Today I Saw God
" I think that we humans don't have the capacity to imagine eternity, Mom" said my ninth-grade daughter Joanne. "If we can think of it a little bit, we may live differently."
This short conversation recently grabbed my attention. My daughter's English class had been reading and discussing the book "Dante's Inferno." She was assigned a small group project that explored the different levels of hell as described in the book. When she spoke about her class, she mentioned how she was scared about the conditions of hell portrayed in the book. The most unbearable thing to her was the eternal pain, whether the pain was from a little pinch or painful burning. I agreed with her but also encouraged her to think about the eternal joy on the opposite side: heaven, which is given to us through Jesus.
Lately I have been thinking about this conversation and the word "eternity." Even though I call myself a Christian, l don't usually think about the eternal life while I am living my daily earthbound life. I often live moment by moment and easily forget my final destination.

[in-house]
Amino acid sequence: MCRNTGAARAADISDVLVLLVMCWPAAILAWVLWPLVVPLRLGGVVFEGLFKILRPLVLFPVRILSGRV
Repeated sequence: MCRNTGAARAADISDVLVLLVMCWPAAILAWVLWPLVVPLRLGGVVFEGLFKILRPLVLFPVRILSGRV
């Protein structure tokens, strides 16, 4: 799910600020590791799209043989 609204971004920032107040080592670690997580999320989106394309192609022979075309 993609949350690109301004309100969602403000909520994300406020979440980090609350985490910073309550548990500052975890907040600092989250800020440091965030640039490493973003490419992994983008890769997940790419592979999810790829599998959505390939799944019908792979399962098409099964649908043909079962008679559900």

When I was in fifth grade, my Sunday school teacher taught us about salvation, which leads us to have eternal life in heaven. We learned not only about eternal life in heaven, but also about eternal life in hell. I took it very seriously and started praying everyday for my dad and family who didn't believe in Christ at that time. I was devastated because I loved them so much, and I wanted them to be saved. I brought my best friends to church with me as much as I could because I truly believed in eternal life, whether in heaven or hell.
However, as I got older, having been a Christian for a while, my thoughts about eternal life dulled. The joy of salvation became a phrase instead of a condition in my heart. I can't remember the last time I invited nonbelievers to church or even shared the good news.